[41] See, eg, Curriculum Materials Information Services, Protecting Student Privacy Department of Education and Training Western Australia <www.det.wa.edu.au/education/cmis> at 10 April 2008, which suggests that parental consent should be sought when photographs or digital images of students are to be used outside the classroom environment, eg, in the local community newspaper, or on a website or CD-ROM promoting the school. Some schools seek the student’s consent as well, although this is not a uniform policy.

[42] Note that the ALRC recommends the removal of the small business exemption from the Privacy Act: see Rec 39–1.

[43] Office of the Privacy Commissioner, FAQs: Are Private Schools and Colleges Covered by the New Private Sector Provisions <www.privacy.gov.au/faqs/cf/q3.html> at 10 April 2008.

[44] Ibid.

[45] Office of the Privacy Commissioner, FAQs: Can Private Schools Disclose Non-education Related Personal Information about Students to Their Parents? <www.privacy.gov.au/faqs/cf/q6.html> at 10 April 2008; Office of the Privacy Commissioner, FAQs: Can Parents Whose Children Attend a Private School/College Still Get Access to Their Children’s School Reports? <www.privacy.gov.au/faqs/
ypr/q15.html> at 10 April 2008. The Office of the Victorian Privacy Commissioner has given similar advice in relation to school reports in Victoria: Office of the Victorian Privacy Commissioner, Privacy and School Reports: Fact Sheet 02.02 (2002).

[46] Office of the Privacy Commissioner, FAQs: Can Private Schools Disclose Non-education Related Personal Information about Students to Their Parents? <www.privacy.gov.au/faqs/cf/q6.html> at 10 April 2008.

[47] See South Australian Government Department of Education and Children’s Services, SA Government Schools and Children’s Services: Information Privacy Statement; ACT Department of Education & Training and ACT Children’s Youth & Family Services Bureau, School Policy: Access to Student Records: Policy and Implementation Guidelines (2003).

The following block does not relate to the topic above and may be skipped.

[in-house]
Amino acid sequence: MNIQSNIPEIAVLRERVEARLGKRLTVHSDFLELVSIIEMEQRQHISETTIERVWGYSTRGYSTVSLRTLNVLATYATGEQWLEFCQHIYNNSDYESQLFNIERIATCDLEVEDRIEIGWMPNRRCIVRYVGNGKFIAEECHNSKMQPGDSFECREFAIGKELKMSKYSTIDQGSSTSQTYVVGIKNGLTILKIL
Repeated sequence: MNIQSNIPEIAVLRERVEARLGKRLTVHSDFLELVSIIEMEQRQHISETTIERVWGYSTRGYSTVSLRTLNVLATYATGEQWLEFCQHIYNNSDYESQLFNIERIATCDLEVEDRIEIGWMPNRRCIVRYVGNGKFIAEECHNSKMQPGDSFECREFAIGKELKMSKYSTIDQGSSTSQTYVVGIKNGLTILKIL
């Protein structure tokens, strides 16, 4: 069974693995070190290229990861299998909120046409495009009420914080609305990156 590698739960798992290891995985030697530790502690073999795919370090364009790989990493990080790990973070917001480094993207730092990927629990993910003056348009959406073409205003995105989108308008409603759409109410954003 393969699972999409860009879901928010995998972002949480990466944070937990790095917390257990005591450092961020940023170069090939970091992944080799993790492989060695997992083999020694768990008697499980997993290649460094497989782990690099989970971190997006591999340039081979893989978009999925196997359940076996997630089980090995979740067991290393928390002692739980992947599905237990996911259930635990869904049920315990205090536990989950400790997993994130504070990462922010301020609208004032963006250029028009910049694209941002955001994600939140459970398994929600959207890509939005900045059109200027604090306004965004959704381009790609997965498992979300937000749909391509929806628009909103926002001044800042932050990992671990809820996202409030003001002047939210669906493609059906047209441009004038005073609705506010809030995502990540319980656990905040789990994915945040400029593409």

[48] Youth Affairs Council of Victoria Inc, Submission PR 172, 5 February 2007; Youthlaw, Submission PR 152, 30 January 2007.

[49] NSW Commission for Children and Young People, Submission PR 120, 15 January 2007.

[50] National Children’s and Youth Law Centre, Submission PR 166, 1 February 2007.

[51] Youth Affairs Council of Victoria Inc, Submission PR 172, 5 February 2007; Youthlaw, Submission PR 152, 30 January 2007.

[52] National Children’s and Youth Law Centre, Submission PR 166, 1 February 2007.

[53] Youth Affairs Council of Victoria Inc, Submission PR 172, 5 February 2007; Youthlaw, Submission PR 152, 30 January 2007.

[54] Youthlaw, Submission PR 152, 30 January 2007.

[55] Australian Privacy Foundation, Submission PR 167, 2 February 2007. See also H Edwards, ‘The Digital Finger is Pointing at Truants’, Sun Herald (online), 22 October 2006, <www.fairfax.com.au>.

[56] See recent concerns in New South Wales schools over implementation of attendance systems using fingerprint scanning: A Patty, ‘School Forced to Halt Fingerprint Roll Call’, Sydney Morning Herald (online), 4 April 2008, <www.smh.com.au>.

[57] National Catholic Education Commission and Independent Schools Council of Australia, Submission PR 85, 12 January 2007; National Catholic Education Commission and National Council of Independent Schools’ Associations, Privacy Compliance Manual (revised 2004 ed, 2001). Between them, the NCEC and ISCA represent around 2,800 schools in Australia with over 1,000,000 students enrolled in those schools.

[58] National Catholic Education Commission and Independent Schools Council of Australia, Submission PR 85, 12 January 2007.

[59] Ibid.

[60] Ibid.

[61] See Ch 25.

[62] Education Act 1990 (NSW) pt 5A inserted by the Education Legislation Amendment Act 2006 (NSW)—the provisions have not yet been proclaimed and are not in operation at present; Education (General Provisions) Act 2006 (Qld) ss 383–389. The Queensland provisions require that copies of the transferred information be provided to the parent of a student or, in appropriate cases, just to the student, but no consent is required prior to transferring the information: Education (General Provisions) Act 2006 (Qld) s 387.